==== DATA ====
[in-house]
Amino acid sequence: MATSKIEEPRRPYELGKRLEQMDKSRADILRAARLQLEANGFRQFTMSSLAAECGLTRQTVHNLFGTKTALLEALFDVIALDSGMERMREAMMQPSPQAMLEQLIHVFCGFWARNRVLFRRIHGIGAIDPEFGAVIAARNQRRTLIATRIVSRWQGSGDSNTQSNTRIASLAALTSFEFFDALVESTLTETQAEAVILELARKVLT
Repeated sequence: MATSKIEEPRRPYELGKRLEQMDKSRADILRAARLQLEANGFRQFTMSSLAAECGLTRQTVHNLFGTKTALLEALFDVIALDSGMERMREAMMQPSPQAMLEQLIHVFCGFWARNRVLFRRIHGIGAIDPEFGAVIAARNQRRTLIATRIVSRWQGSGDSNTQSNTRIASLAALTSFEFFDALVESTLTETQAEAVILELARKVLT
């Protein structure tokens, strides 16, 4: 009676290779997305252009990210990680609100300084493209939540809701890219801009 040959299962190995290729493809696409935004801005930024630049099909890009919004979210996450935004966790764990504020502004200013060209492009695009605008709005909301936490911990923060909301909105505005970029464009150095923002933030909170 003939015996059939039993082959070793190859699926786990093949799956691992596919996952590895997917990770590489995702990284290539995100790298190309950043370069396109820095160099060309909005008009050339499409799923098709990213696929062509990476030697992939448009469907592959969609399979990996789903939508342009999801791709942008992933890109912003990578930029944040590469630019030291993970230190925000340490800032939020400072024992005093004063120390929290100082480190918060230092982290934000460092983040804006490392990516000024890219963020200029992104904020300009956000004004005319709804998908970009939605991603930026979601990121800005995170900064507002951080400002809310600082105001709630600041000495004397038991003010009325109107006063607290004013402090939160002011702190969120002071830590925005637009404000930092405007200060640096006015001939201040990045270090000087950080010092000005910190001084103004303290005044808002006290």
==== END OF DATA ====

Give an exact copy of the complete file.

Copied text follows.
[in-house]
Amino acid sequence: MATSKIEEPRRPYELGKRLEQMDKSRADILRAARLQLEANGFRQFTMSSLAAECGLTRQTVHNLFGTKTALLEALFDVIALDSGMERMREAMMQPSPQAMLEQLIHVFCGFWARNRVLFRRIHGIGAIDPEFGAVIAARNQRRTLIATRIVSRWQGSGDSNTQSNTRIASLAALTSFEFFDALVESTLTETQAEAVILELARKVLT
Repeated sequence: MATSKIEEPRRPYELGKRLEQMDKSRADILRAARLQLEANGFRQFTMSSLAAECGLTRQTVHNLFGTKTALLEALFDVIALDSGMERMREAMMQPSPQAMLEQLIHVFCGFWARNRVLFRRIHGIGAIDPEFGAVIAARNQRRTLIATRIVSRWQGSGDSNTQSNTRIASLAALTSFEFFDALVESTLTETQAEAVILELARKVLT
């Protein structure tokens, strides 16, 4: 009676290779997305252009990210990680609100300084493209939540809701890219801009 040959299962190995290729493809696409935004801005930024630049099909890009919004979210996450935004966790764990504020502004200013060209492009695009605008709005909301936490911990923060909301909105505005970029464009150095923002933030909170 003939015996059939039993082959070793190859699926786990093949799956691992596919996952590895997917990770590489995702990284290539995100790298190309950043370069396109820095160099060309909005008009050339499409799923098709990213696929062509990476030697992939448009469907592959969609399979990996789903939508342009999801791709942008992933890109912003990578930029944040590469630019030291993970230190925000340490800032939020400072024992005093004063120390929290100082480190918060230092982290934000460092983040804006490392990516000024890219963020200029992104904020300009956000004004005319709804998908970009939605991603930026979601990121800005995170900064507002951080400002809310600082105001709630600041000495004397038991003010009325109107006063607290004013402090939160002011702190969120002071830590925005637009404000930092405007200060640096006015001939201040990045270090000087950080010092000005910190001084103004303290005044808002006290």